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Re: Aces

Postby Mangrove » 21 Aug 2009 11:21

Domen121 wrote:For example according to Khazanov only around 70 - 80 of Hartmann victories can be confirmed in Russian archives.


I wonder if this has any to do with Soviet way to mark down the losses. According to C. F. Geust (see the link; in Finnish) if the Soviet plane crash-landed after the fight on their side and the pilot survived the plane was not regarded as a loss. This must explain some of the differences between claims and losses.

http://www.virtualpilots.fi/hist/WW2History-ErkkiPakarinen.html

Geust: Titarenko, 29 GIAP teki pakkolaskun ilmataistelun jälkeen (= tuli alasammutuksi) Humaljokeen, koneena Jak-9D. Huomatkaa terminologia: mikäli kone on tullut alas omalle puolelle rintamalinjaa ja ohjaaja hengissä (vaikka vakavasti haavoittuneenakin) spotapäiväkirjaan merkitään että "kone on tehnyt onnistuneen pakkolaskun". Neuvostosotapäiväkirjojen mukainen "tappio" tarkoittaa taas että kone ja/tai ohjaaja on 100 % menetetty - kun tämän tiedostaa ymmärtää paremmin syy valtaviin eroihin ilmavoittojen ja menetettyjen koneiden lukumäärien välillä!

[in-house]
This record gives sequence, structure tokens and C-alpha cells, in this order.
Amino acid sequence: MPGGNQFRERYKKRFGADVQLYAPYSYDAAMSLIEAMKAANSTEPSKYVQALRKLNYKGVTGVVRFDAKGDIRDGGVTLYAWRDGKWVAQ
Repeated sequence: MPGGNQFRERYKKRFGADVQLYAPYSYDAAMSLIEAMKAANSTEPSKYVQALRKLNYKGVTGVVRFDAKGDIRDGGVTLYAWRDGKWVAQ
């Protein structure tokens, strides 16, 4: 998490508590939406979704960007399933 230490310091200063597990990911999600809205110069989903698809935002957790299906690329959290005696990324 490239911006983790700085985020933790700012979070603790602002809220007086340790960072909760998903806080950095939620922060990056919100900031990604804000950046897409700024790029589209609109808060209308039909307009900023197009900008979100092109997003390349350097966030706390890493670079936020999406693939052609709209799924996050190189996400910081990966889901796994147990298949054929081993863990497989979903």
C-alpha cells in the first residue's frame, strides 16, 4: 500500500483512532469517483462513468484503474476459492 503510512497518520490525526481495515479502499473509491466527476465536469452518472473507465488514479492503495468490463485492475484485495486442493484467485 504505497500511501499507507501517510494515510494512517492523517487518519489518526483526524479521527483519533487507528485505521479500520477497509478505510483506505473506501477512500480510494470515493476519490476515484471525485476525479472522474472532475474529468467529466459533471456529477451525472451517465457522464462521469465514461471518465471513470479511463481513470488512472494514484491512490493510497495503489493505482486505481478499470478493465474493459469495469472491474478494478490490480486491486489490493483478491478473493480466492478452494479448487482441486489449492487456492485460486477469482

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Re: Aces

Postby uhu » 22 Aug 2009 03:55

Most of the war saw the Luftwaffe pilots fighting over their own territory, so if shot down, they could return to combat. Some were shot down eighteen times. Allied pilots shot down usually ended the war in a Stalag.

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Re: Aces

Postby VtwinVince » 20 Sep 2009 17:01

Some good arguments here. My uncle was "Abschussoffizier" of JG 27 in 1942. He was a lawyer and sometime judge at the Volksgericht, so he had a very sharp mind. The proof required for acknowledgment of a claim was very stringent, as you can imagine from German bureaucracy. To merely dismiss the Luftwaffe pilots as overclaimers is simplistic. Certainly they did not overclaim any more than their Allied counterparts.

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Re: Aces

Postby Peter K » 20 Sep 2009 17:07

if the Soviet plane crash-landed after the fight on their side and the pilot survived the plane was not regarded as a loss


Usually planes with extent of damage between 60% and 100% are considered as destroyed. For example completely destroyed engine = 60% damage. Planes with extent of damage between 10% and 59% are considered as damaged.